CSHD says they are working to make sure those disproportionately affected have equal access to vaccine
STAUNTON, Va. (WHSV) - “I raise a great-granddaughter. I want to be able, if it is God’s will, to raise this [great] granddaughter and not die from this pandemic,” Linda Darcus said.
Darcus lives in Staunton, which is within the Central Shenandoah Health District (CSHD) of the Virginia Department of Health. She is awaiting the call to get her COVID-19 vaccine after she and her family have submitted multiple applications and made numerous calls over the past few weeks.
“When I talked to the woman at the health department the other day, she said, ‘We are waiting on vaccines and it might not be until maybe the end of May until you get a shot.’ I am 76, will be 77 by the time you tell me these shots will be in, and why is it with my illnesses I wasn’t put in there? She couldn’t answer that,” Darcus said.
It has been reported that minority communities have suffered disproportionately from the coronavirus and have a greater chance of severe infection.
“We’ve been able to break down the data over the course of the pandemic that has told an important story about ethnicity, race, and disparities within our communities,” Dr. Laura Kornegay with CSHD explained in a press conference on Thursday. “With the vaccine efforts, we just need to again, what we always do in public health, is look at it through an equity lens.”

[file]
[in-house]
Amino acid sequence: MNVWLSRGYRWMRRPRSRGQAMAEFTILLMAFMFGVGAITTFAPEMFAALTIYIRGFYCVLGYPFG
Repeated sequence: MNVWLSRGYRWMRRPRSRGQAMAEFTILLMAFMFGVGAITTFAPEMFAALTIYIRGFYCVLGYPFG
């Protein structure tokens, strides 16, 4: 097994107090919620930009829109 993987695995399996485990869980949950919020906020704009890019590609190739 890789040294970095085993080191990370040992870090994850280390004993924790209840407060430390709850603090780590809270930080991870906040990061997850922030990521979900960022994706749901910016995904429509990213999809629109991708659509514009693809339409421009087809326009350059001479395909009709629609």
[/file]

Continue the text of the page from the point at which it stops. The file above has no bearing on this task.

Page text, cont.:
“That was the first thing that came out when this pandemic started. People of Black Hispanic and Asian need to get these shots due to the fact that they are more vulnerable to the disease, they die quicker from it,” Darcus explained.
The Centers for Disease Control and Prevention says the following factors have increased the risk for certain racial and ethnic minority groups getting sick or dying from COVID-19: discrimination, healthcare access, occupation, education, income, wealth gaps and housing.
“During the pandemic, we saw some of the inequities of the COVID-19 infection, higher toll on Hispanic populations, higher toll on African American populations,” Dr. Kornegay said.
Dr. Kornegay says we must be cautious about how the vaccine is distributed.
“Just as we are with the older population, making sure that the people who have had the most negative consequences also have equal access to vaccines.”
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